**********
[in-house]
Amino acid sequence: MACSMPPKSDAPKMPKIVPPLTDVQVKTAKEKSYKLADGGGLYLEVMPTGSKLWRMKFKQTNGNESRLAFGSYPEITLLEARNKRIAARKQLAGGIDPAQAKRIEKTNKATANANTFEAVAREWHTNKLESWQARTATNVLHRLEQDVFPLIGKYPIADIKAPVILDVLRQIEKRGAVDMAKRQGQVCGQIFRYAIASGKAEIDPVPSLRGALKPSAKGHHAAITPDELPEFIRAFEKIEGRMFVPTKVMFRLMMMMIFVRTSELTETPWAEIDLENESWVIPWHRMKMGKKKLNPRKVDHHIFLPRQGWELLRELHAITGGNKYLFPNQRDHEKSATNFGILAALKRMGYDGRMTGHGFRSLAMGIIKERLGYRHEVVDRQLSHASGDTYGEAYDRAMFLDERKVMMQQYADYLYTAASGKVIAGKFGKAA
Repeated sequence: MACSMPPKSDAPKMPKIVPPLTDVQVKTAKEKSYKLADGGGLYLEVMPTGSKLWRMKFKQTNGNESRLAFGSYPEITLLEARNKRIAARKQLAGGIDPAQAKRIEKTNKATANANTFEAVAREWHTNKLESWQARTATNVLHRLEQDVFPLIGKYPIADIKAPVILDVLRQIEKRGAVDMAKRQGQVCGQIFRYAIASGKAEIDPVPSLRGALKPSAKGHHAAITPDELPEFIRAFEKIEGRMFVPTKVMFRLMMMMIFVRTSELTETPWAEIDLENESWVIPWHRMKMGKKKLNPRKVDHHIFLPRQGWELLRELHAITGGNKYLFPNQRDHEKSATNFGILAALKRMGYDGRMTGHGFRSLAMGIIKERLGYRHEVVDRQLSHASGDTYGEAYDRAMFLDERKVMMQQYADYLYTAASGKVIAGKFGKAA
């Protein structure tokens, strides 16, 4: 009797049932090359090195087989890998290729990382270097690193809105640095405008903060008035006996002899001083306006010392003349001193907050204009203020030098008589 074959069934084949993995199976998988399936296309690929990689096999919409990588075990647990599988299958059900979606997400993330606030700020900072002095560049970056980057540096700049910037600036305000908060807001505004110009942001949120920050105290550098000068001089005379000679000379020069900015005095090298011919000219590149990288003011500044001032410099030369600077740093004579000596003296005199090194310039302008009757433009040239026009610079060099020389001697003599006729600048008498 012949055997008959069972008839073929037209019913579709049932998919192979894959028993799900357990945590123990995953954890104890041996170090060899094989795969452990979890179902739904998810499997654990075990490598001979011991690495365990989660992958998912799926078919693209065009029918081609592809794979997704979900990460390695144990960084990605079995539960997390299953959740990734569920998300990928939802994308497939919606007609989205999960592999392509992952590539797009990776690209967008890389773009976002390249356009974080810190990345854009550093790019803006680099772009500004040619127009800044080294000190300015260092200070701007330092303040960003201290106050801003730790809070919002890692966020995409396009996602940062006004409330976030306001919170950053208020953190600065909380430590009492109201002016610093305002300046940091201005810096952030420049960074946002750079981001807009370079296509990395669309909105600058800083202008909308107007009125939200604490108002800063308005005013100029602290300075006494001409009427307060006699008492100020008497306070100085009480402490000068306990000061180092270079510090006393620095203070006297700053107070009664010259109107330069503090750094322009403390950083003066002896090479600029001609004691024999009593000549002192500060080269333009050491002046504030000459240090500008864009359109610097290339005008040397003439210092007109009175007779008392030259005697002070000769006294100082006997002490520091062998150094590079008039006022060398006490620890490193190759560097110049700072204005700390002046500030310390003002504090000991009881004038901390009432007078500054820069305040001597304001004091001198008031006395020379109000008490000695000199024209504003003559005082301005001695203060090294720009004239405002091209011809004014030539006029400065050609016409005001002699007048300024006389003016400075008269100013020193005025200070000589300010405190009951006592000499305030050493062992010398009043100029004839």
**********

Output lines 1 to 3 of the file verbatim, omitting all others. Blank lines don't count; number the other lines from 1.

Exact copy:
[in-house]
Amino acid sequence: MACSMPPKSDAPKMPKIVPPLTDVQVKTAKEKSYKLADGGGLYLEVMPTGSKLWRMKFKQTNGNESRLAFGSYPEITLLEARNKRIAARKQLAGGIDPAQAKRIEKTNKATANANTFEAVAREWHTNKLESWQARTATNVLHRLEQDVFPLIGKYPIADIKAPVILDVLRQIEKRGAVDMAKRQGQVCGQIFRYAIASGKAEIDPVPSLRGALKPSAKGHHAAITPDELPEFIRAFEKIEGRMFVPTKVMFRLMMMMIFVRTSELTETPWAEIDLENESWVIPWHRMKMGKKKLNPRKVDHHIFLPRQGWELLRELHAITGGNKYLFPNQRDHEKSATNFGILAALKRMGYDGRMTGHGFRSLAMGIIKERLGYRHEVVDRQLSHASGDTYGEAYDRAMFLDERKVMMQQYADYLYTAASGKVIAGKFGKAA
Repeated sequence: MACSMPPKSDAPKMPKIVPPLTDVQVKTAKEKSYKLADGGGLYLEVMPTGSKLWRMKFKQTNGNESRLAFGSYPEITLLEARNKRIAARKQLAGGIDPAQAKRIEKTNKATANANTFEAVAREWHTNKLESWQARTATNVLHRLEQDVFPLIGKYPIADIKAPVILDVLRQIEKRGAVDMAKRQGQVCGQIFRYAIASGKAEIDPVPSLRGALKPSAKGHHAAITPDELPEFIRAFEKIEGRMFVPTKVMFRLMMMMIFVRTSELTETPWAEIDLENESWVIPWHRMKMGKKKLNPRKVDHHIFLPRQGWELLRELHAITGGNKYLFPNQRDHEKSATNFGILAALKRMGYDGRMTGHGFRSLAMGIIKERLGYRHEVVDRQLSHASGDTYGEAYDRAMFLDERKVMMQQYADYLYTAASGKVIAGKFGKAA